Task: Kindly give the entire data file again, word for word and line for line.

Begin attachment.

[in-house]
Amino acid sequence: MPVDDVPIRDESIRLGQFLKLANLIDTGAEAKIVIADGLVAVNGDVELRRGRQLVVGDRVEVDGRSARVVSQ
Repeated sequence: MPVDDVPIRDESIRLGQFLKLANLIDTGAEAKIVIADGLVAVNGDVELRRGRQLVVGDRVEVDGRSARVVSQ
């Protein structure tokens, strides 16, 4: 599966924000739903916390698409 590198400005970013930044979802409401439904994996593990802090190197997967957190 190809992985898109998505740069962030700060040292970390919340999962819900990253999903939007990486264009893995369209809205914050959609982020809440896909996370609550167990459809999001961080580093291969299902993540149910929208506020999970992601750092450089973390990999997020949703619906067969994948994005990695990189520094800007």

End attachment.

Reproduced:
[in-house]
Amino acid sequence: MPVDDVPIRDESIRLGQFLKLANLIDTGAEAKIVIADGLVAVNGDVELRRGRQLVVGDRVEVDGRSARVVSQ
Repeated sequence: MPVDDVPIRDESIRLGQFLKLANLIDTGAEAKIVIADGLVAVNGDVELRRGRQLVVGDRVEVDGRSARVVSQ
């Protein structure tokens, strides 16, 4: 599966924000739903916390698409 590198400005970013930044979802409401439904994996593990802090190197997967957190 190809992985898109998505740069962030700060040292970390919340999962819900990253999903939007990486264009893995369209809205914050959609982020809440896909996370609550167990459809999001961080580093291969299902993540149910929208506020999970992601750092450089973390990999997020949703619906067969994948994005990695990189520094800007």